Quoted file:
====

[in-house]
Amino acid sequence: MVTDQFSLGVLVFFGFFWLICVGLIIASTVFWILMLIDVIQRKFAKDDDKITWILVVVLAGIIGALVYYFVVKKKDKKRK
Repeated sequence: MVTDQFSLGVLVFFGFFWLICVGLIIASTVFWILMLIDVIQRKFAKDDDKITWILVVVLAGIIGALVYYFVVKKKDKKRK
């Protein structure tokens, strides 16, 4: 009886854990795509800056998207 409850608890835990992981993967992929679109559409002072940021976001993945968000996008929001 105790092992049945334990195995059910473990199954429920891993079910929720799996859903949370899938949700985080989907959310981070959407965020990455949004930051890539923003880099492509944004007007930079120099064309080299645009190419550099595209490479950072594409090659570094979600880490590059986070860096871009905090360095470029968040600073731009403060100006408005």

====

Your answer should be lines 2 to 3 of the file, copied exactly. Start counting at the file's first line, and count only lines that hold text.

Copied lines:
Amino acid sequence: MVTDQFSLGVLVFFGFFWLICVGLIIASTVFWILMLIDVIQRKFAKDDDKITWILVVVLAGIIGALVYYFVVKKKDKKRK
Repeated sequence: MVTDQFSLGVLVFFGFFWLICVGLIIASTVFWILMLIDVIQRKFAKDDDKITWILVVVLAGIIGALVYYFVVKKKDKKRK